States contending with steep job losses from the pandemic are finding their credit ratings endangered by slower economic recoveries, says Fitch Ratings.
Median jobs recovery in the US increased to 55% in September, up from 51% in August, according to Fitch commentary on Monday. The ratings agency says it expects most states are financially prepared to head into the final months of the year, when the numbers of COVID-19 cases and related hospitalizations are expected to increase.
“States by and large saw continued improvement in jobs recovery in September,” Fitch Senior Director Olu Sonola said in a statement. “Although the pace has slowed since the summer, we expect the economic recovery to continue slowing this quarter.”
But any sharp economic drawdowns from the pandemic could continue to hurt several state governments. Some states that are experiencing slower economic recoveries in recent months include Alaska, Illinois, Kentucky, Nevada, New Jersey, and New York.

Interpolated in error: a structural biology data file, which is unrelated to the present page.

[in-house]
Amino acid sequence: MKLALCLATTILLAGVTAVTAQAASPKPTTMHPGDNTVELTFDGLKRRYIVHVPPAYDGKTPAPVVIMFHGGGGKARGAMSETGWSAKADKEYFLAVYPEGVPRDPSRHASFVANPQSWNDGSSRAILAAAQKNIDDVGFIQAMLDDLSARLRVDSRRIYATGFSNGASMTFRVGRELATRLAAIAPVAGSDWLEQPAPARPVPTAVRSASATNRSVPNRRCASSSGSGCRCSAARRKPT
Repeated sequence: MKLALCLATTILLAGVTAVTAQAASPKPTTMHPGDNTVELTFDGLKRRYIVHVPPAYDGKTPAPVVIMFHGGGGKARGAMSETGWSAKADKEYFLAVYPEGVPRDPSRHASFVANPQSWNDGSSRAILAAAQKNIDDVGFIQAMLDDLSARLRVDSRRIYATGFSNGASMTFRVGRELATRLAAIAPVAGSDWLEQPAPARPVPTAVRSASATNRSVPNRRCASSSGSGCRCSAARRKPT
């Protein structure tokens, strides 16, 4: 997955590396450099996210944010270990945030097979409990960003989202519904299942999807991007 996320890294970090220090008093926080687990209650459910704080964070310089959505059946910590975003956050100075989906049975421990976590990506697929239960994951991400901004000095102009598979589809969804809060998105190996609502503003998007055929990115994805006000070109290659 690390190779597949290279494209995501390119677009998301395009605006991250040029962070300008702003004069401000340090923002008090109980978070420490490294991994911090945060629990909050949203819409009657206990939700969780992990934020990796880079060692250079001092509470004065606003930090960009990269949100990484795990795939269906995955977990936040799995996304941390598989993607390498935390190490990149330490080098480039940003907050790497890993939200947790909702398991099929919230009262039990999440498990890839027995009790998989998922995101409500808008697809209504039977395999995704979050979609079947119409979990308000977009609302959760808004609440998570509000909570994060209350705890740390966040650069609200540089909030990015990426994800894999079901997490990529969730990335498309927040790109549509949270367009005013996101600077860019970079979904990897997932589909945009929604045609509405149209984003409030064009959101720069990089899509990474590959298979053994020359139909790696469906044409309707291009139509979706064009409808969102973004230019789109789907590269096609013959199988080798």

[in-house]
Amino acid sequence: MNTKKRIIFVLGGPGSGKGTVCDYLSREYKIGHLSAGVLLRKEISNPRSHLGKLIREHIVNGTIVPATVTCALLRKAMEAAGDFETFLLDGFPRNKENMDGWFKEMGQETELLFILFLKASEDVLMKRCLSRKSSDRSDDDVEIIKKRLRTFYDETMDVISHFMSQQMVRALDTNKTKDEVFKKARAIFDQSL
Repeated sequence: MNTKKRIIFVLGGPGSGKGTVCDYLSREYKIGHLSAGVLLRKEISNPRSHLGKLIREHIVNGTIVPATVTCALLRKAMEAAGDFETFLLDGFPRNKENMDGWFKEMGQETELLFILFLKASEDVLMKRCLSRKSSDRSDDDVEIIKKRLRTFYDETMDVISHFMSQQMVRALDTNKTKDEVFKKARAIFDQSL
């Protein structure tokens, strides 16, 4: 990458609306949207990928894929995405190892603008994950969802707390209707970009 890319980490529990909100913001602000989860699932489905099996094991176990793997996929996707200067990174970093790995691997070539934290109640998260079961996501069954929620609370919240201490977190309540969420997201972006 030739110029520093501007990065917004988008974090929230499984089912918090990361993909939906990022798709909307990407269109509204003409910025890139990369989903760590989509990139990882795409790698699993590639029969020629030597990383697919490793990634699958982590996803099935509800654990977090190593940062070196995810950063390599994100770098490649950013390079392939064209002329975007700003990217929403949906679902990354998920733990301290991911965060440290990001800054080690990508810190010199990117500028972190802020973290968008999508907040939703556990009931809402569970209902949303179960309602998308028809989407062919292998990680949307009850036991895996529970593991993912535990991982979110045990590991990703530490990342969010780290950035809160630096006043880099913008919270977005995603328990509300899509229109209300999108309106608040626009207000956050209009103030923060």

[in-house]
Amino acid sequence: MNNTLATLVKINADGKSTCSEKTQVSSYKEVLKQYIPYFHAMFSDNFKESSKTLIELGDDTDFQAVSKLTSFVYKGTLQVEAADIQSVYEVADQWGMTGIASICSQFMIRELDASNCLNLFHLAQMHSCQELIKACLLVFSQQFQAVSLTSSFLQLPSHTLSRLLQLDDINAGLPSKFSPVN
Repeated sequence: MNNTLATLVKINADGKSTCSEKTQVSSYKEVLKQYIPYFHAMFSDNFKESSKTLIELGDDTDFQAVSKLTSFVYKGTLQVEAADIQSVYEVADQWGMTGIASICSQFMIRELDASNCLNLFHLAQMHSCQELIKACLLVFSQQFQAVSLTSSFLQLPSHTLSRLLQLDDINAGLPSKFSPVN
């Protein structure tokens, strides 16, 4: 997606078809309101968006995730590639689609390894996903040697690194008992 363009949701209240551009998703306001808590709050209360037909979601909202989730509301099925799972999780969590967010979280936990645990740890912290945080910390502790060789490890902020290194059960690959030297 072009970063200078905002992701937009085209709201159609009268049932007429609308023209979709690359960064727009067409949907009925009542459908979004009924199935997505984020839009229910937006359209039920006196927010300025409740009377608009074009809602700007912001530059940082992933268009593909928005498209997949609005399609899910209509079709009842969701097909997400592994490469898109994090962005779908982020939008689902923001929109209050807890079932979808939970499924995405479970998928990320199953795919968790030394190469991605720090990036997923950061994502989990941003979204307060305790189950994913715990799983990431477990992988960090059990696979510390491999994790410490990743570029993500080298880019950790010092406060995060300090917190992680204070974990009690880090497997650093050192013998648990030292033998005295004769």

Hawaii topped a list of nine states that lost jobs in September, resulting in the state’s downgrade to an AA rating. The islands’ tourist economy has been hard hit by the coronavirus’s impact on the leisure and hospitality sector.
State governments, of course, seek to improve their credit ratings so they can lower the cost of repaying bonds that are sold to investors to fund infrastructure projects, such as roads, schools, and airports. Investors use ratings to determine whether states can meet their financial obligations.
A number of hard-hit states are showing signs of progress. For instance, Massachusetts in September saw hiring jump in the education and health services sectors, which helped improve the state’s overall jobs picture. Massachusetts’ official unemployment rate improved to 9.6% in September, down from 11.4% in August.